Recently, we told you about an experimental effort to help Syrian families feed themselves in the middle of their country’s civil war.
Even before we distributed food to survivors of last April’s chemical attack, our team in Syria was asking: what would it take to give families more control over their food situation, to reduce their dependence on aid? Emergency food distributions are an essential lifeline in the middle of a crisis, but they are not a long-term solution.
What if families could grow their own food instead?
Growing food in Syria was hard enough before the war began. Extreme drought was a contributing factor to the conflict that started in 2011. Since then, Syria’s food system has collapsed. The wheat harvest in 2014 was half what it was the year before. Chemical attacks could contaminate Syrian soil for years.
As a result, four out of five families in Syria now struggle to put food on the table.
What if hydroponics could make that struggle a little lighter?
So we set out on an ambitious pilot project, building a 3,000-square-foot greenhouse and installing six hydroponic systems, each one capable of growing over 200 pounds of produce—tomatoes, peppers, lettuce. Our initial goal: to reach 40 displaced families with 45 pounds of fresh vegetables per family, per harvest.
We couldn’t wait to see what would happen.
Then the heatwave struck.
Across the Middle East, temperatures have soared to record highs. This summer is on course to be one of the hottest ever recorded in this part of the world. Inside our greenhouse, the temperature hit 125 degrees F (52 C). All the seedlings died.
It’s frustrating, to say the least. It took weeks of careful work to get to this point—and now families have to wait even longer for a new source of nutritious, life-giving food.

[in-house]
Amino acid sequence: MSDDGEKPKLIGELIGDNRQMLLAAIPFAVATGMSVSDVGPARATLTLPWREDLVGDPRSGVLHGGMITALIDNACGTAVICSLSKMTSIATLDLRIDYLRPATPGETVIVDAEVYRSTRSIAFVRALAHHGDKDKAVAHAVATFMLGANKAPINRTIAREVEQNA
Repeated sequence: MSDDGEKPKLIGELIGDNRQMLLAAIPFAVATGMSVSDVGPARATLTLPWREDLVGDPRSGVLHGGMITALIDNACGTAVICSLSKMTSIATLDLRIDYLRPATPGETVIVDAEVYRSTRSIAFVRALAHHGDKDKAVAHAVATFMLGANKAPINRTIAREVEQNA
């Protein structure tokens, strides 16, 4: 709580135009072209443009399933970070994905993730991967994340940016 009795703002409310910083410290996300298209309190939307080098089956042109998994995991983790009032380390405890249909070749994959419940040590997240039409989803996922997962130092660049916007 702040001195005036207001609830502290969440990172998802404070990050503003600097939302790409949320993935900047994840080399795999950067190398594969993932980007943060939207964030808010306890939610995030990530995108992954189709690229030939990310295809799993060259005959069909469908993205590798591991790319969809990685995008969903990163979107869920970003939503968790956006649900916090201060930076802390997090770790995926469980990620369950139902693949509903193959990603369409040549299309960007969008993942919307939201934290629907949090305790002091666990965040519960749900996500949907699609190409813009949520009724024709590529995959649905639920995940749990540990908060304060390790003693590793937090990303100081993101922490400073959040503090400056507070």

It’s not easy sharing stories that don’t have a happy ending yet. But we don’t just want to celebrate our successes with you. We believe it’s important to also share our setbacks and failures—they’re a part of this journey too. Building the more beautiful world is difficult work, and it doesn’t always go as planned.
But there’s something you should know about our team in Syria: they don’t give up easily.
After searching other greenhouses in vain for seedlings that survived the heatwave, and after consulting local hydroponics experts, our team decided to grow new vegetables from seed. They added new fans and windows to control temperatures more effectively inside the hydroponics greenhouse, forcing hot air out and allowing cooler, fresher air to enter. Because of their quick response, the first harvest is expected to be delayed by only a few weeks.
Growing food in Syria is still hard—because of conflict and climate. But we’re serious about putting families in control of their own food situation… and giving parents what they need to feed their own children.
Stay tuned for more updates from our pilot hydroponics project in Syria.
Kristin Giuliani contributed to this post.